School of Business, Invited Competition

American University of Beirut

Beirut, Lebanon

Competition: School of Business

Scope: Interactive tiered classrooms; faculty offices; full kitchen and café; reception halls; roof terrace; courtyard and viewing terrace; two-storey parking

Business schools often encourage active exchanges between the outside commercial world and the students and faculty within. The business schools we’ve constructed—including two since the American University of Beirut (AUB) invited us (and four other firms) to its international competition—started with an exploration of this fundamental value. We considered how architecture could open a school to a region’s business community and foster connections with executives, entrepreneurs, companies. We also considered how architecture could convey the standards of excellence and energetic pace consistent with today’s workplaces.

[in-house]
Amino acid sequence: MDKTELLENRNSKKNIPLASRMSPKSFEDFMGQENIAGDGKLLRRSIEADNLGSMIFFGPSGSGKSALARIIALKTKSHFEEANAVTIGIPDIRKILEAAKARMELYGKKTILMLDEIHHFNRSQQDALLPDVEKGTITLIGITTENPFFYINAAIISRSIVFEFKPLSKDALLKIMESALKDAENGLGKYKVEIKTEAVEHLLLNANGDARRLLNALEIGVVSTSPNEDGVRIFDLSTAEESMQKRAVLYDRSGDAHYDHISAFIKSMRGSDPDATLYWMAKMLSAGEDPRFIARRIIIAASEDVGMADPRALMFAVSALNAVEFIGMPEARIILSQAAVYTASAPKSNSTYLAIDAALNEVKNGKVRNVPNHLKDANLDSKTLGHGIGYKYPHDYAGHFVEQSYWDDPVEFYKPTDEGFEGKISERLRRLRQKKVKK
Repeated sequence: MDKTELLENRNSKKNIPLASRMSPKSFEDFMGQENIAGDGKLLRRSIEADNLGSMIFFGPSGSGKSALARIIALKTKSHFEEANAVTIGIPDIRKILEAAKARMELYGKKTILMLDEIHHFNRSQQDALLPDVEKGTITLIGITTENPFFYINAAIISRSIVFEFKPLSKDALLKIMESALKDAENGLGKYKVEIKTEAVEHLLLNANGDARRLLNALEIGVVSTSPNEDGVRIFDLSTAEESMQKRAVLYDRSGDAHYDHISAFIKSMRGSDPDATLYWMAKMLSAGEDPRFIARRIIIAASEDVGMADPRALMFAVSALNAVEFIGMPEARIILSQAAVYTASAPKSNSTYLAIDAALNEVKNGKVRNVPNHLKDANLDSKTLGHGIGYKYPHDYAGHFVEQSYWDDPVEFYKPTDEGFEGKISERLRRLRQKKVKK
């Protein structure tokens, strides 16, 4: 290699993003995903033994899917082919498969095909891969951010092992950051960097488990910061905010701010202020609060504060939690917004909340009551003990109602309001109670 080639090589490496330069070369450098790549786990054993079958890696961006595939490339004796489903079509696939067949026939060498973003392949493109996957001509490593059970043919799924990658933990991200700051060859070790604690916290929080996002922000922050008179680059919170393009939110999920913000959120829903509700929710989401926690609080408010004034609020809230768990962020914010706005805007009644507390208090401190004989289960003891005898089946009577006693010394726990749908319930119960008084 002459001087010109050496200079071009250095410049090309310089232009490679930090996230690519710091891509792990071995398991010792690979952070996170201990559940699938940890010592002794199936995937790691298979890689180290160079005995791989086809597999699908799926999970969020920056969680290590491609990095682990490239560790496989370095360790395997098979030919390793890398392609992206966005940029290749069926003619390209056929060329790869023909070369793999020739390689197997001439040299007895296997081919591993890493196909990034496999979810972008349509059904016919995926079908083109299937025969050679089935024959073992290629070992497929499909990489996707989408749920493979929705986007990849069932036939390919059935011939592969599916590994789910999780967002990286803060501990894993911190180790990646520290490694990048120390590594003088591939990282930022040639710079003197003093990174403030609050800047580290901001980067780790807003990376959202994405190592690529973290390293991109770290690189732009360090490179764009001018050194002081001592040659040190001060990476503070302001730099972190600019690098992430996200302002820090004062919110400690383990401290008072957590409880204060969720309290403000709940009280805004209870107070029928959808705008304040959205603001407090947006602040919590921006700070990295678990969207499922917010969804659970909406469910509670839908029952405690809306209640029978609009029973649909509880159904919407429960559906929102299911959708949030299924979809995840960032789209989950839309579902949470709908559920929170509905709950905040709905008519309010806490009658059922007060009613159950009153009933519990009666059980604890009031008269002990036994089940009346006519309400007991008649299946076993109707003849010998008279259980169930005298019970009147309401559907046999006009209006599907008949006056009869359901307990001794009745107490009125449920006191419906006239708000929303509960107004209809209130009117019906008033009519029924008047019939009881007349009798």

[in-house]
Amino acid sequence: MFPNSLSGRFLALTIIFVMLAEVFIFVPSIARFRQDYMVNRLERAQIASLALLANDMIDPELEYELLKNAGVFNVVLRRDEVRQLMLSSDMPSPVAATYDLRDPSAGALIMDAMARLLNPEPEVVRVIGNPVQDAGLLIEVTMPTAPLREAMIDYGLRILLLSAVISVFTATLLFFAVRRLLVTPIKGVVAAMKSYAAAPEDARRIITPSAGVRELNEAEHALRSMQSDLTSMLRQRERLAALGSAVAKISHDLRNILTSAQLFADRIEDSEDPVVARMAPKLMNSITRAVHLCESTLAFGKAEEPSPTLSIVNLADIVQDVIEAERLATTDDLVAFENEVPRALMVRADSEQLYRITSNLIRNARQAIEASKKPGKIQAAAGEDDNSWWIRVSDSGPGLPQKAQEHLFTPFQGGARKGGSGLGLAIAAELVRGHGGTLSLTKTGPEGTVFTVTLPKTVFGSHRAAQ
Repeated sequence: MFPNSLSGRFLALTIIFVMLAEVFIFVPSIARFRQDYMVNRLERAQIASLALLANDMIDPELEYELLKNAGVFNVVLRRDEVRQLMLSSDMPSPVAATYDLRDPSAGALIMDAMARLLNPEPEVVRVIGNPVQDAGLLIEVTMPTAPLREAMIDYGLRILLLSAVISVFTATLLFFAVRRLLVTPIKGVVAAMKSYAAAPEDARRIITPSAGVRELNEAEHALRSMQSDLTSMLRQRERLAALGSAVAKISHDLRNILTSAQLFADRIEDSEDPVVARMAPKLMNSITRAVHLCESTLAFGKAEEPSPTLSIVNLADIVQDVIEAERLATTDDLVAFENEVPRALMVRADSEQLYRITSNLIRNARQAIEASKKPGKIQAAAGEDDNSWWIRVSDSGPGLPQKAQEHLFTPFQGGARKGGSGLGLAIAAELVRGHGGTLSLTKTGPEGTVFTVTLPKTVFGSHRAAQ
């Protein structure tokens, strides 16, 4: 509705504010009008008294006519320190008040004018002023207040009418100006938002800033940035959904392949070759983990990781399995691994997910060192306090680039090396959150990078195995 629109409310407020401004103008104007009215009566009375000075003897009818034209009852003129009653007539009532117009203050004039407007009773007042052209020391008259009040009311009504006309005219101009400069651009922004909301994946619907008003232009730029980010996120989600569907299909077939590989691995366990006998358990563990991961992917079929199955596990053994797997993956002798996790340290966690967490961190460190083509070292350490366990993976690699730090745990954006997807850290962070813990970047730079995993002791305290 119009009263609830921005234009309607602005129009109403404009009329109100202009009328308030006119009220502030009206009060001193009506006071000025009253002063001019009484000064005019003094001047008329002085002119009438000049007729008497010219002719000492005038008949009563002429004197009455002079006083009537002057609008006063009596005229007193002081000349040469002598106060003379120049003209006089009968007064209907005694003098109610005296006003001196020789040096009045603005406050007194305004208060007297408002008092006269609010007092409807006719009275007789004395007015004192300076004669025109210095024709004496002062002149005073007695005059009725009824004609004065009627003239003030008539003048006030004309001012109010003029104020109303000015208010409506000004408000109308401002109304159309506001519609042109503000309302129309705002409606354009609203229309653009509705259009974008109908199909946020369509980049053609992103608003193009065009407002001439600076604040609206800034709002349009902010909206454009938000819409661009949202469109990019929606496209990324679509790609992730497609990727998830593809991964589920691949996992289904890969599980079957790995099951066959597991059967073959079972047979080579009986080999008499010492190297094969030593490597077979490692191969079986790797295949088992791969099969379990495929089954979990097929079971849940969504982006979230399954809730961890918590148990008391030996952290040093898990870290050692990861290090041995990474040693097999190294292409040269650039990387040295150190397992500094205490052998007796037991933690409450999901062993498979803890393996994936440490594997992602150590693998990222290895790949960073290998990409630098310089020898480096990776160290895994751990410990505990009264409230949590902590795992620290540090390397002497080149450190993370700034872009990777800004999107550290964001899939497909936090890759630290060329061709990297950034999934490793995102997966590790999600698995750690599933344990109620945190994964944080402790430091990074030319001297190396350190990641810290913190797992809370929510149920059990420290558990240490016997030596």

AUB had set aside a hillside site above the Corniche with breathtaking views of the Mediterranean. Our design makes two important gestures. We sited the business school at the edge of the lower campus so it would sit prominently on the Corniche and create a high-profile complex that is visible from downtown. Our design also makes a conscious nod to AUB’s landscape tradition by creating an expansive green, gardens and pedestrian paths that tie into the broader campus.

The space requirements for the new school were quite large, and our solution was to break the mass into two buildings, a sandstone bar and a glass tower, which connect via a planted bridge. This move creates a dramatic portal, which frames views of the Mediterranean and echoes a local leitmotif, in which many downtown streets offer sea vistas, creating beautiful perforations in the dense urban fabric. The buildings themselves are masses that harmonize with the campus and with the urbanism of the Corniche. Overall, our design creates openness, an outward orientation, and ample social spaces, including a reception hall and roof deck in the transparent glass tower. A floor below the deck serves as incubator space for local startups—an idea we used again for the Beacom School of Business in South Dakota. Both buildings open on the Mediterranean side to a terrace that overlooks the Corniche; below are two floors of parking.

Materials: Sandstone; limestone; steel; glass; concrete